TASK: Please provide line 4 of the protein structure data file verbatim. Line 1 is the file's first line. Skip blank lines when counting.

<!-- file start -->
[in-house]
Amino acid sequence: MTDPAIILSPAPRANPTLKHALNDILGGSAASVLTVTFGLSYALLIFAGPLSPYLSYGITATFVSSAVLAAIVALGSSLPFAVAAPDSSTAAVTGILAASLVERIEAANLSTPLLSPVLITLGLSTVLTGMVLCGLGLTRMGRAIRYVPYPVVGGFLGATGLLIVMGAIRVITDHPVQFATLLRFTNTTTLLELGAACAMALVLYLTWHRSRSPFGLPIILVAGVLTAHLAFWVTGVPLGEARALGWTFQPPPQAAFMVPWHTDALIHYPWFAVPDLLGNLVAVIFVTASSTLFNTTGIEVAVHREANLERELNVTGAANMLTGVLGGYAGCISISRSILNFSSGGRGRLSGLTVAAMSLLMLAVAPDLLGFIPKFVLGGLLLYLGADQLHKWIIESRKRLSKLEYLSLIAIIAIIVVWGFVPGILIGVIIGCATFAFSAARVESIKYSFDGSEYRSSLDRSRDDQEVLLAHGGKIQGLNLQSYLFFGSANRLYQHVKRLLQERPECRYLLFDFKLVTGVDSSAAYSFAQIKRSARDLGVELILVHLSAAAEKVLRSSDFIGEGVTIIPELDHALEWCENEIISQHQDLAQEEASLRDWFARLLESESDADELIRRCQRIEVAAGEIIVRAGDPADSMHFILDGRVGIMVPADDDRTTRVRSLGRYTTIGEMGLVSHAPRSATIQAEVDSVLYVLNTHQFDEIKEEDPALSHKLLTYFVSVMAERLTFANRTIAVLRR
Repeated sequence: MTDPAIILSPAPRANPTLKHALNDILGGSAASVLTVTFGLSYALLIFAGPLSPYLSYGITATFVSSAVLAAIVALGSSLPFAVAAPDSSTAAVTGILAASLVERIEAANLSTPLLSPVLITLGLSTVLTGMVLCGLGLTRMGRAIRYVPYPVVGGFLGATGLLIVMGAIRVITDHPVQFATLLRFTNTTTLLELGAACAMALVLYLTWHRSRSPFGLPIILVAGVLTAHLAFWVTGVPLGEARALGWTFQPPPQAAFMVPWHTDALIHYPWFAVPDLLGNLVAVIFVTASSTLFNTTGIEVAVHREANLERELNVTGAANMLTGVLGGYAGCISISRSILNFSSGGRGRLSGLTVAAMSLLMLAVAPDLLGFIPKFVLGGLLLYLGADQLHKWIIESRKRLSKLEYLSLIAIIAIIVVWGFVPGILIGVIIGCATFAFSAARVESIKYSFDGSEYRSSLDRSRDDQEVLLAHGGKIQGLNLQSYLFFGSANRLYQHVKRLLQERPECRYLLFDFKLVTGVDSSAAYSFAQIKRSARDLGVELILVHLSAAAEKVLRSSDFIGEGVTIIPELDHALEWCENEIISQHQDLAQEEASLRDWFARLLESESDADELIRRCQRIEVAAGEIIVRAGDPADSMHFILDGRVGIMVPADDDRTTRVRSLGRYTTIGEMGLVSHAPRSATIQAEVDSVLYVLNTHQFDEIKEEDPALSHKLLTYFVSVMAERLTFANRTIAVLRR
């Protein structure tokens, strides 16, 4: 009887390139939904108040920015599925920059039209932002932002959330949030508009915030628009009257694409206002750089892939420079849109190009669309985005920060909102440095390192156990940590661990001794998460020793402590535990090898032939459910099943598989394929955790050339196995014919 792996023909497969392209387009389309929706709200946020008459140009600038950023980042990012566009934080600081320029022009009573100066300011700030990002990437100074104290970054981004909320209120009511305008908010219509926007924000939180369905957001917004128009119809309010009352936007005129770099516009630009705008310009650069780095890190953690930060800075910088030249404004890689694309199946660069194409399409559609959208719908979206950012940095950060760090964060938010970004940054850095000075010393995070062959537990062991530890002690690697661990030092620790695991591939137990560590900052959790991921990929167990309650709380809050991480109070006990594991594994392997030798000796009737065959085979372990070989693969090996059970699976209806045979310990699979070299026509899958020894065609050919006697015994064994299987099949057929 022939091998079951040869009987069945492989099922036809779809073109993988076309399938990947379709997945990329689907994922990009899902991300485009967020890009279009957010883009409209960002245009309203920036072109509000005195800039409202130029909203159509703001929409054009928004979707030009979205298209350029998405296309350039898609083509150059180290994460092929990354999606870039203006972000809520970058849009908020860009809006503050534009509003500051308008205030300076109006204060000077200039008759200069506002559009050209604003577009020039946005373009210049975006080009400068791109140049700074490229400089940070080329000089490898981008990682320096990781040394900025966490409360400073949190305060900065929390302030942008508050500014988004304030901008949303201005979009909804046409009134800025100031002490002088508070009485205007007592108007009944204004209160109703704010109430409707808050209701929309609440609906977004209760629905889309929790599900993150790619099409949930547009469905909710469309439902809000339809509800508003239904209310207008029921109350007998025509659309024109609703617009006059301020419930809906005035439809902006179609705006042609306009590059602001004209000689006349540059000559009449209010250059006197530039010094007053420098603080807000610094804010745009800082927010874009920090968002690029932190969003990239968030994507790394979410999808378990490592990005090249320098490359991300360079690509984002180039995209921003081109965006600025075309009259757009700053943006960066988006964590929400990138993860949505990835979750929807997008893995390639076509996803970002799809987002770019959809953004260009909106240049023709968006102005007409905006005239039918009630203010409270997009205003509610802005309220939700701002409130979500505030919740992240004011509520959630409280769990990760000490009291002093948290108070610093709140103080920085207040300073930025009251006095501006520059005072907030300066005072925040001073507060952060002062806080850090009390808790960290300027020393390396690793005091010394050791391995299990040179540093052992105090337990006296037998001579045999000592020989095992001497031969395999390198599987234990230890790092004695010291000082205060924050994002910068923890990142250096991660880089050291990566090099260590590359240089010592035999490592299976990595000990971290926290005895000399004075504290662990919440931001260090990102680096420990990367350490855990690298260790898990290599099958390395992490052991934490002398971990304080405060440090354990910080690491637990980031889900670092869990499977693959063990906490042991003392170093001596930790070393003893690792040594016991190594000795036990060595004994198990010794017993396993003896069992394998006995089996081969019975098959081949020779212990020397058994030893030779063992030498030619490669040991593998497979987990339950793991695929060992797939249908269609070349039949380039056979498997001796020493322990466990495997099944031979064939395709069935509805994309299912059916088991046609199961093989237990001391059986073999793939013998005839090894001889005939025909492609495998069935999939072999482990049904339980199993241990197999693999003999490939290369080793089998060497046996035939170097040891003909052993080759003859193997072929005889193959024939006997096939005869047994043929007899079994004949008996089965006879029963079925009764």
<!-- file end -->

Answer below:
């Protein structure tokens, strides 16, 4: 009887390139939904108040920015599925920059039209932002932002959330949030508009915030628009009257694409206002750089892939420079849109190009669309985005920060909102440095390192156990940590661990001794998460020793402590535990090898032939459910099943598989394929955790050339196995014919 792996023909497969392209387009389309929706709200946020008459140009600038950023980042990012566009934080600081320029022009009573100066300011700030990002990437100074104290970054981004909320209120009511305008908010219509926007924000939180369905957001917004128009119809309010009352936007005129770099516009630009705008310009650069780095890190953690930060800075910088030249404004890689694309199946660069194409399409559609959208719908979206950012940095950060760090964060938010970004940054850095000075010393995070062959537990062991530890002690690697661990030092620790695991591939137990560590900052959790991921990929167990309650709380809050991480109070006990594991594994392997030798000796009737065959085979372990070989693969090996059970699976209806045979310990699979070299026509899958020894065609050919006697015994064994299987099949057929 022939091998079951040869009987069945492989099922036809779809073109993988076309399938990947379709997945990329689907994922990009899902991300485009967020890009279009957010883009409209960002245009309203920036072109509000005195800039409202130029909203159509703001929409054009928004979707030009979205298209350029998405296309350039898609083509150059180290994460092929990354999606870039203006972000809520970058849009908020860009809006503050534009509003500051308008205030300076109006204060000077200039008759200069506002559009050209604003577009020039946005373009210049975006080009400068791109140049700074490229400089940070080329000089490898981008990682320096990781040394900025966490409360400073949190305060900065929390302030942008508050500014988004304030901008949303201005979009909804046409009134800025100031002490002088508070009485205007007592108007009944204004209160109703704010109430409707808050209701929309609440609906977004209760629905889309929790599900993150790619099409949930547009469905909710469309439902809000339809509800508003239904209310207008029921109350007998025509659309024109609703617009006059301020419930809906005035439809902006179609705006042609306009590059602001004209000689006349540059000559009449209010250059006197530039010094007053420098603080807000610094804010745009800082927010874009920090968002690029932190969003990239968030994507790394979410999808378990490592990005090249320098490359991300360079690509984002180039995209921003081109965006600025075309009259757009700053943006960066988006964590929400990138993860949505990835979750929807997008893995390639076509996803970002799809987002770019959809953004260009909106240049023709968006102005007409905006005239039918009630203010409270997009205003509610802005309220939700701002409130979500505030919740992240004011509520959630409280769990990760000490009291002093948290108070610093709140103080920085207040300073930025009251006095501006520059005072907030300066005072925040001073507060952060002062806080850090009390808790960290300027020393390396690793005091010394050791391995299990040179540093052992105090337990006296037998001579045999000592020989095992001497031969395999390198599987234990230890790092004695010291000082205060924050994002910068923890990142250096991660880089050291990566090099260590590359240089010592035999490592299976990595000990971290926290005895000399004075504290662990919440931001260090990102680096420990990367350490855990690298260790898990290599099958390395992490052991934490002398971990304080405060440090354990910080690491637990980031889900670092869990499977693959063990906490042991003392170093001596930790070393003893690792040594016991190594000795036990060595004994198990010794017993396993003896069992394998006995089996081969019975098959081949020779212990020397058994030893030779063992030498030619490669040991593998497979987990339950793991695929060992797939249908269609070349039949380039056979498997001796020493322990466990495997099944031979064939395709069935509805994309299912059916088991046609199961093989237990001391059986073999793939013998005839090894001889005939025909492609495998069935999939072999482990049904339980199993241990197999693999003999490939290369080793089998060497046996035939170097040891003909052993080759003859193997072929005889193959024939006997096939005869047994043929007899079994004949008996089965006879029963079925009764």